When talking about the projects of the new generation of Swiss architects after 1980, a woman researcher from the Federal Polytechnic School in Zurich (EPFZ) emphasises the fact that: “… one of the factors interlinking these projects was their artistic ambition”.13
Does this mean giving up on “function”?
No. On the contrary.
Carrying out new missions can generate novel, original architectural forms.
Let us remember The Chicago School or imagine the future extra-terrestrial habitat.
In fact, it is the other way around.
Do we really want – by complying with rather instigational attitudes – to renounce to one the most authentic forms of expression of what is profoundly human?
By naming it “Art” or differently, this creative action resulting in works able to elicit a particular state of mind, a mix of pleasure and the conscience of revealing a primordial aspect of our existence in the universe – is what links us the most to our human essence, especially in these times that some do not hesitate to qualify as eschatological.
It is encouraging, in this respect, to realise that, prior to other founding experiences – prior to writing, for instance – humans, in those far-distant times, have chosen architecture as art to express their dreams.

1 P. Laugier – Essai sur l’architecture. Nouvelle Édition, À Paris chez Duchesne, libraire, rue S. Jacques, M.D.C.C., LV. p.9.
2 Vitruve – De l’architecture / De achitectura, Édition dirigée par Pierre Gros, Paris, Les Belles Lettres, 2015, p.83-85.
3 At the beginning of the 12th century, Hugues de Saint-Victor presents a classification of the “seven mechanical arts”: lanificium, armatura, navigatio, agricultura, venation, medicina, theatrica. Architecture, along with sculpture and painting, is a subdivision of armatura.
At the end of Quattrocento and the beginning of Cinquecento, many voices demanded the designation of painting as liberal art. In 1563, Academia del Disegno, bringing together painters, sculptors and architects, is founded in Florence under Vasari’s supervision.
It should not be forgotten, at the same time, that: “The term artist does not exist during Renaissance” (L’homme de la Rennaissance, sous la direction d’Eugenio Garin, Éditions du Seuil, Paris 2002, p. 255, 263). There is mention chiefly about Artiflex Polytecnes.
There was a competition for primacy among the “Arts” (in the modern sense of the term) and, contrary to the early innovatory impact of architecture and the actions of Brunelleschi, Alberti, Michelozzi on all the sections of Renaissance, there never was a genuine cry of the type: Ut architectura poesis.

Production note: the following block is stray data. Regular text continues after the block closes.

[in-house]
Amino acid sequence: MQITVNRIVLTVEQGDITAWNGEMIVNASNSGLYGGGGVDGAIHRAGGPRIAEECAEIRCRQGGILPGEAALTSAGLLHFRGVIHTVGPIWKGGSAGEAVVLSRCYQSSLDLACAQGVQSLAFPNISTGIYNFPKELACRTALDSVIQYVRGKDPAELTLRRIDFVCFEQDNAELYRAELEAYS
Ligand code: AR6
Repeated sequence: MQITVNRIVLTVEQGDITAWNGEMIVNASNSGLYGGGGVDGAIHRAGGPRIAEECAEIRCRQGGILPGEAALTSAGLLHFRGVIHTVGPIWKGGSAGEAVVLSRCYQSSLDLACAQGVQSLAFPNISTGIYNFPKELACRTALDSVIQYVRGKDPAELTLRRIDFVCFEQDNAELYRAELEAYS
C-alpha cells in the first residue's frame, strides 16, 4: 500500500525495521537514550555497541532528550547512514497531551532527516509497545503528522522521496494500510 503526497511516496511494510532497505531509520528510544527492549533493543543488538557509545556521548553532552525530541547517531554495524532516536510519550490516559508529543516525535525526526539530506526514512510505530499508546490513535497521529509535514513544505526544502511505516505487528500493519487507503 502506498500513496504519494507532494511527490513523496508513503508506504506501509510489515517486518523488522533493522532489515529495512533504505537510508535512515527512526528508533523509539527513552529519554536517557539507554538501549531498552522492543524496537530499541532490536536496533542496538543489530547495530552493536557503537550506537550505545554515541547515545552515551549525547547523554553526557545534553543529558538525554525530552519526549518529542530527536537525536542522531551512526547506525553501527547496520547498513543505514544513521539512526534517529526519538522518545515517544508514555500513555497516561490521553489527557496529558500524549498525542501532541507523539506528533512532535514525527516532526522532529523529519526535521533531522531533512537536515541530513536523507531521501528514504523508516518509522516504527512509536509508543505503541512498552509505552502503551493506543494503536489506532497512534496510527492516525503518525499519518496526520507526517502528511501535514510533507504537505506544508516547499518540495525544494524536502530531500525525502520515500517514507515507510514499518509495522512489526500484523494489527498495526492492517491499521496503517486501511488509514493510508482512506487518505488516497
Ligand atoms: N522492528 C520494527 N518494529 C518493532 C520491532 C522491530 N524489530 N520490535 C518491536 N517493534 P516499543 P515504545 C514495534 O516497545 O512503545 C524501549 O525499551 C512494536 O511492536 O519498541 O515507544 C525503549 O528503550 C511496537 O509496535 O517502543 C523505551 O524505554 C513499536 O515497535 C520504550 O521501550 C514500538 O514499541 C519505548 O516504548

In 1750, in “Discours préliminaire à l’Encyclopédie”, D’Alembert defines “the system of fine arts” (architecture, painting, sculpture), topical ever since the 20th century. He drew inspiration from previous writings, particularly from the work Les beaux arts réduits au même principe by Abbot Batteux (1746). Yet the latter places architecture in an intermediary category, between the mechanical and the liberal arts. Argument: it adds utility to pleasure. An avatar of the double nature of architecture.
4 “Le Point”, le 31 mai 2018, p. 56.
5 Peter Sloterdijk – ECUMES (Sphères III) – Maren Sell Éditeurs, Paris, 2005, p. 446.
6 Klaus Schmidt – Le premier temple. Göbekli Tepe. CNRS Éditions, Paris 2015, p. 9.
7 The Natufian Culture (12500 – 10000 BC), spread in Levant, displayed rudimentary “pre-agricultural villages”, with small-size semi-buried circular dwellings. The inhabitants were still “hunters-gatherers” and used the dwellings randomly. Jacques Cauvin – Naissance des divinités, naissance de l’agriculture. CNRS Éditions, Paris 2010, p. 35.
8 Ibidem 7, p. 17.
9 Juval Noah Harari – Sapiens. Une brève histoire de l’humanité. Éditions Albin Michel, 2015, p. 33, 37, 39.
10 Gwenn Rigal – Le temps sacré des cavernes. Éditions Corti, 2016, p. 15, 67, 149.
11 Ibidem 6, p. 13.
12 Ibidem 6, p. 210.
13 Anna Roos – Sensibilité suisse. La culture de l’architecture en Suisse. Birkhäuser Verlag Gmbh, Bâle, 2017. Section: Irina Davidovici – “Une banalité cultivée, les modèles culturels dans l’architecture suisse actuelle”, p. 185.